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Caring for broken teenagers has redefined motherhood for me

By Maureen Ongala | May 12th 2019 at 12:00:00 GMT +0300

Zainab Chironde 9.2019. [Maureen Ongala,Standard]

Zainab Chironde, 32, says working at a rescue centre that hosts teenagers who are welcoming motherhood with fear and depression has shaped her mothering experience.

She sees them every day, with despair written all over their faces, and the many questions they ask about impending motherhood. It makes her appreciate that the beginning of motherhood is not always smooth, and there are many people whose unspoken internal turmoil as they prepare for motherhood brings a different dimension to what bringing forth life means.

Working at Kikambala rescue Centre in Kilifi South has taught her lessons on motherhood.

“There was an announcement through the village elders for a caregiver position. I decided to try but it was not what I studied for," says the journalism graduate.

She had no idea how the experience would shape how she would mother her daughter who is now 10-years-old.

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“My child used to feel neglected. I was leaving her to go and spend time with other children. It was tough balancing work and motherhood. I kept explaining why children at the center needed me and hoped she was understanding,” she says.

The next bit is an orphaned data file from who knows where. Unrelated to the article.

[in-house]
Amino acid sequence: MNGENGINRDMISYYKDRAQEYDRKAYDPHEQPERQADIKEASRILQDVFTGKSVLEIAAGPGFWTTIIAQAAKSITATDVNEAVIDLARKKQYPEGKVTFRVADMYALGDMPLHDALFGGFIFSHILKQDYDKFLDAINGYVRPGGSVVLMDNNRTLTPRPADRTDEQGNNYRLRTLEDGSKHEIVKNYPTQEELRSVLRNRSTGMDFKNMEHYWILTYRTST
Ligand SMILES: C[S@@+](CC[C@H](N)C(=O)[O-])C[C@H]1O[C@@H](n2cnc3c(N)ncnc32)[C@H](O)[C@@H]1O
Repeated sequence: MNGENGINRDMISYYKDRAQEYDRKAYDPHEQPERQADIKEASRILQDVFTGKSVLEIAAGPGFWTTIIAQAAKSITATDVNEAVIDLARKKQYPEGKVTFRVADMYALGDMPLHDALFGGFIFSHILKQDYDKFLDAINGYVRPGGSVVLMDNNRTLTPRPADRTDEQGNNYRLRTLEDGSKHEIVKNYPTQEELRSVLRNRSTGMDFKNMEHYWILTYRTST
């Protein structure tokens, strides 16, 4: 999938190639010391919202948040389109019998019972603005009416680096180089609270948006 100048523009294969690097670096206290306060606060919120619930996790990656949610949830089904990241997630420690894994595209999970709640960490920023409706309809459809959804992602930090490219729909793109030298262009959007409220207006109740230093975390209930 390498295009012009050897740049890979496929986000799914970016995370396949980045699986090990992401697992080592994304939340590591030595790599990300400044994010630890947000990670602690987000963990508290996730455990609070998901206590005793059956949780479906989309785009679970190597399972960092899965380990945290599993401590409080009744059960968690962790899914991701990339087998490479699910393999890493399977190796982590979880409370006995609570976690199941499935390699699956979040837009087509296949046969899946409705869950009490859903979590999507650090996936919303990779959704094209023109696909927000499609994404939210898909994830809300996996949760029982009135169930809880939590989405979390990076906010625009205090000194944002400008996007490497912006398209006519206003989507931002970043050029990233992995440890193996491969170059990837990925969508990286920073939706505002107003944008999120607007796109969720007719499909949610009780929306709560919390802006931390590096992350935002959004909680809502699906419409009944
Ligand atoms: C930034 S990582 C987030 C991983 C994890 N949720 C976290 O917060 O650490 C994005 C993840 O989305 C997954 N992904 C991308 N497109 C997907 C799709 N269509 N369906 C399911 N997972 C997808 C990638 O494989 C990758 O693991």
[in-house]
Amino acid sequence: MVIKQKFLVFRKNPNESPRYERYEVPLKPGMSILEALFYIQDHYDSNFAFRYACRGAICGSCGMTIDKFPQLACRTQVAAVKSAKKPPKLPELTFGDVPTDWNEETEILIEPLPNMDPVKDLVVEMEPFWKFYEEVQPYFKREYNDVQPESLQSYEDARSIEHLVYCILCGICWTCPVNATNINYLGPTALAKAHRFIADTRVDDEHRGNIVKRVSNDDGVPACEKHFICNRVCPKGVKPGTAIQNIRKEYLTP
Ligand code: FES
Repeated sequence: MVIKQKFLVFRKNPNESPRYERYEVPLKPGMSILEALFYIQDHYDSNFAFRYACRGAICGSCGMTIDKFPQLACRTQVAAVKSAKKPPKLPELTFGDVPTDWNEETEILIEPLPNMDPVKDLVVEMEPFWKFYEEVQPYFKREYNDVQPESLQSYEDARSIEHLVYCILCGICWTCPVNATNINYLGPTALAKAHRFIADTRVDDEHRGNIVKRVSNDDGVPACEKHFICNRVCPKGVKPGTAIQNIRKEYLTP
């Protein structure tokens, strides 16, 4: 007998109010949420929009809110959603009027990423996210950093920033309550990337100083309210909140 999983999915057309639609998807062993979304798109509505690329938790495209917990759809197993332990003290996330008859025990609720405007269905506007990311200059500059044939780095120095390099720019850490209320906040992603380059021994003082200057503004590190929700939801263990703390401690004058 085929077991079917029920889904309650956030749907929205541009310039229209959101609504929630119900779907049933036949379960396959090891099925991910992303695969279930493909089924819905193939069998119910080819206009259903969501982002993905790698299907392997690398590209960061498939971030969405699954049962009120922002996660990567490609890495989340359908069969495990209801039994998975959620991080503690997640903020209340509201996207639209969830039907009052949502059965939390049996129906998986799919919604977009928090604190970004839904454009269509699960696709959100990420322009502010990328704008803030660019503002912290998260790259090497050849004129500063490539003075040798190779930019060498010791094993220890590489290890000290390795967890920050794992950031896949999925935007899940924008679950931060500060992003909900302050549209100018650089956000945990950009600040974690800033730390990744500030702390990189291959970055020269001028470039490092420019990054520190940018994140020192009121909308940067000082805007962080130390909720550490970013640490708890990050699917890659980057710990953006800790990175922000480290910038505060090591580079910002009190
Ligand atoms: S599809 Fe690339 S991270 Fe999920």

There have been nights when things got so busy at the centre, and she had to spend nights taking care of the pregnant teenagers and the ones who have had babies. During those nights, she depends on her sister to care for her daughter.

“It is ironic that I leave my child to take care of other children, but I am not complaining,” she says.

She recounts instances when she has reconsidered her options.

“On my first day of work at midnight, I had to take care of a day-old baby who had been dumped by the mother. I have to admit it was not easy,” she says.

The home brings together abandoned children, pregnant teens and children who have faced abuse. While taking care of them, Chironde says her motherly emotions are always poked, and she thinks of her daughter and the silent prayers she makes that she will forever remain safe.

“I always find a place to cry when it is too much. Rebuilding these children who have gone through so much at such a tender age is heart breaking. It makes you want to hug your own child and not let go,” she says.

She cherishes the moments they finally trust her and start opening up to her.

“I only have one child but I feel like I have many. Some of them call me mum. It is the best feeling.  

She says watching broken children going through rebellion, a series of emotions, breaking down, attempting to rise and finally submitting to their own vulnerability and admitting they need help is what makes everything worth it.

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